search.noResults

search.searching

saml.title
dataCollection.invalidEmail
note.createNoteMessage

search.noResults

search.searching

orderForm.title

orderForm.productCode
orderForm.description
orderForm.quantity
orderForm.itemPrice
orderForm.price
orderForm.totalPrice
orderForm.deliveryDetails.billingAddress
orderForm.deliveryDetails.deliveryAddress
orderForm.noItems
SPONSORED BY


HEAT PUMP GUIDE


A green revolution – the decarbonisation opportunity ahead


Iain Bevan, commercial manager – heating & renewables at Daikin UK, discusses the results of the first con- sultation on the Future Homes Standard and the opportunity this creates for heating engineers


H


eating and powering homes in the UK accounts for 22% of all greenhouse gas emissions, so it’s no wonder decarbonising domestic heating is


high on the Government’s agenda. In 2019 the Government held consultations on


the Future Homes Standard, with the aim of making changes to Part L (Conservation of fuel and power) of the Building Regulations to help improve the energy performance of new homes in England and guide the UK towards becoming net-zero by 2050. As a stepping stone to the Future Homes


Standard, which will see an average home generate at least 75% fewer carbon emissions than one built to current energy efficiency requirements from 2025, there will be an interim uplift in Part L standards by 2022. These changes will see a 31% reduction in carbon emissions compared to the current standard and take advantage of carbon-saving technology such as renewable heating, as well ensuring an increase in fabric standards. These new measures mark a significant step in the journey to net-zero, and it is those in the heating industry that prepare for the future now that will be best placed to take advantage of the opportunity low-carbon heating presents and future-proof their businesses.


Low-carbon tech ready for use


There’s no time to waste in the transition to low carbon domestic heating, so it is important to prioritise tried and tested technology that can be rolled out straightaway at scale. Currently, there are several different heating technologies being explored as alternatives to oil and gas boilers. Heat pumps are one of those – and the most-established technology that can be immediately


Iain Bevan, commercial manager – heating &


renewables at Daikin UK


Along with additional financial incentives, such as


the Renewable Heat Incentive where homeowners can apply for monthly payments towards renewable heating costs, they can also save an average of £378 on heating bills each year compared with a gas boiler. And as demand is set to grow, it will have a huge impact on our industry.


The green jobs opportunity


and efficiently implemented across the UK. A typical air source heat pump (ASHP) will


generate 45% fewer carbon emissions compared to a gas boiler, and 59% fewer than an oil boiler – a reduction of up to 43.5 tonnes of carbon emissions over the system’s typical 15-year life span per home. The wide variety of ASHPs available also means that


there’s an option to suit every home and lifestyle. High temperature heat pumps, such as the Daikin


Altherma, deliver water temperatures of up to 70°C, making them fully compatible with older radiators that require a higher temperature flow, which means there’s no need to replace existing radiators.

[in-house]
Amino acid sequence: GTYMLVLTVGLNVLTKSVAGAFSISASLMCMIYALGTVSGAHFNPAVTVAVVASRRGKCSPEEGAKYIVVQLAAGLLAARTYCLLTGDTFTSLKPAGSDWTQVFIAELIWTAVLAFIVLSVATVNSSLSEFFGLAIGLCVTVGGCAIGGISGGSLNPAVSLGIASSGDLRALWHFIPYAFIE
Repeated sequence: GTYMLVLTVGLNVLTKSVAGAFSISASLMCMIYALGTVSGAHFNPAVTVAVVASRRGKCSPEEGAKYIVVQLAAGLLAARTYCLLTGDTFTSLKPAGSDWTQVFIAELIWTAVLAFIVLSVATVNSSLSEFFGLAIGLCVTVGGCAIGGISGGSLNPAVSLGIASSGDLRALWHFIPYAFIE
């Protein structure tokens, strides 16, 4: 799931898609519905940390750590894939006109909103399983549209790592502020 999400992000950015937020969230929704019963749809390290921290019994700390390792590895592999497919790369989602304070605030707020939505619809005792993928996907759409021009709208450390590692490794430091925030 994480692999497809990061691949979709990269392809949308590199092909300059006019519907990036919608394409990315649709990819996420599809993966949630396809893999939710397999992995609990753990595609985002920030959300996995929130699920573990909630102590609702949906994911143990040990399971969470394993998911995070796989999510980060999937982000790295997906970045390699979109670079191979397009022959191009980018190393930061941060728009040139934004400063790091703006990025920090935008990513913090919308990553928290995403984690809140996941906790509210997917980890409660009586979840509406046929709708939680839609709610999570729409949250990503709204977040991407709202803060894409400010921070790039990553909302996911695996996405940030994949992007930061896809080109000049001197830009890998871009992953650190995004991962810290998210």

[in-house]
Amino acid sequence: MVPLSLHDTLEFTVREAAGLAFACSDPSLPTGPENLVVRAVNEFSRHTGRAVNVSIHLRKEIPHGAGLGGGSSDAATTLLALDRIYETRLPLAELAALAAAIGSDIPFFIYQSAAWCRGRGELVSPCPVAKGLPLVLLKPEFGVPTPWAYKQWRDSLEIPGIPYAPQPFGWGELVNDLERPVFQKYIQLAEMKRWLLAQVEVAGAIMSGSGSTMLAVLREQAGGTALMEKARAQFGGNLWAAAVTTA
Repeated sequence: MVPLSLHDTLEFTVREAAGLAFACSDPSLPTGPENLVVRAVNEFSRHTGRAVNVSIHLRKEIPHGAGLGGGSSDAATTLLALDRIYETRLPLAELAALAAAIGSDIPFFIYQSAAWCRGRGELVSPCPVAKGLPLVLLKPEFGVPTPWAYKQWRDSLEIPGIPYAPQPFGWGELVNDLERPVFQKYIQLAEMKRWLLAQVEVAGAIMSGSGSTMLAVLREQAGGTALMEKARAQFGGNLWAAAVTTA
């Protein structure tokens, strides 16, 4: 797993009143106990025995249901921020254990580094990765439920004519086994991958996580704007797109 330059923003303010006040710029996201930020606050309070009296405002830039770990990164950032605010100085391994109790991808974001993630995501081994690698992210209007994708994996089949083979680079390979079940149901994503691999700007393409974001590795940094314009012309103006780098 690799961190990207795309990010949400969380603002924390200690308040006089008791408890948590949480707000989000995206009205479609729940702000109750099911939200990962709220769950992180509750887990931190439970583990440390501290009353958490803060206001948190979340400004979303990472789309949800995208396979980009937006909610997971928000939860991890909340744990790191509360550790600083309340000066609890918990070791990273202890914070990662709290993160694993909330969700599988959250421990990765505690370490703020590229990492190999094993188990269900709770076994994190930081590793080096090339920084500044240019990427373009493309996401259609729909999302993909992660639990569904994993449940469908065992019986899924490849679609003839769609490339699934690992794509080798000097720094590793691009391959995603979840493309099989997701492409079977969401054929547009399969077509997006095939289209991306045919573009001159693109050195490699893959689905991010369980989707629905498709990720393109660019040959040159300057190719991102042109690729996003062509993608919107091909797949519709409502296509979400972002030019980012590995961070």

Incentives for homeowners


A significant factor in scaling up the installation of renewable heating systems has been the introduction of the Green Homes Grant scheme, which offers homeowners up to £5,000 to make eco-friendly changes to their homes and £10,000 for lower income households. Over 100,000 people have applied for a GHG


voucher to fund their eco-home improvements since the scheme launched in September 2020, which shows the appetite for low-carbon heating solutions.


The Committee on Climate Change has estimated that 19 million heat pumps need to be installed by 2050 to meet the Government’s 2050 target. In 2018, around 27,000 heat pump units were sold in the UK. To effectively decarbonise the heat supply, it’s believed there will need to be over one million annual installations by the mid-2030s, accompanied by an additional 17,000 new installers. Ensuring installers are able to undertake the


training they need to consult on, install and maintain low-carbon heating solutions will be key. At Daikin we are providing free training as part of the Sustainable Home Network to help build the future workforce. The proposed changes to Part L and the upcoming


introduction of the Future Homes Standard are just the start of the transition to low carbon heating. Further consultations are underway and additional regulations will be set for existing homes and commercial buildings. We must continue to support installers with


training and help them connect with customers so they can take advantage of the opportunities arising as the UK shifts to eco-friendly heating. At the same time, bolstering your knowledge of the upcoming changes to regulations and the heating solutions available will be key in future- proofing your business – as well as the UK’s housing stock - as we move towards a greener future.


www.heatingandventilating.net


April 2021


37


Page 1  |  Page 2  |  Page 3  |  Page 4  |  Page 5  |  Page 6  |  Page 7  |  Page 8  |  Page 9  |  Page 10  |  Page 11  |  Page 12  |  Page 13  |  Page 14  |  Page 15  |  Page 16  |  Page 17  |  Page 18  |  Page 19  |  Page 20  |  Page 21  |  Page 22  |  Page 23  |  Page 24  |  Page 25  |  Page 26  |  Page 27  |  Page 28  |  Page 29  |  Page 30  |  Page 31  |  Page 32  |  Page 33  |  Page 34  |  Page 35  |  Page 36  |  Page 37  |  Page 38  |  Page 39  |  Page 40  |  Page 41  |  Page 42  |  Page 43  |  Page 44  |  Page 45  |  Page 46  |  Page 47  |  Page 48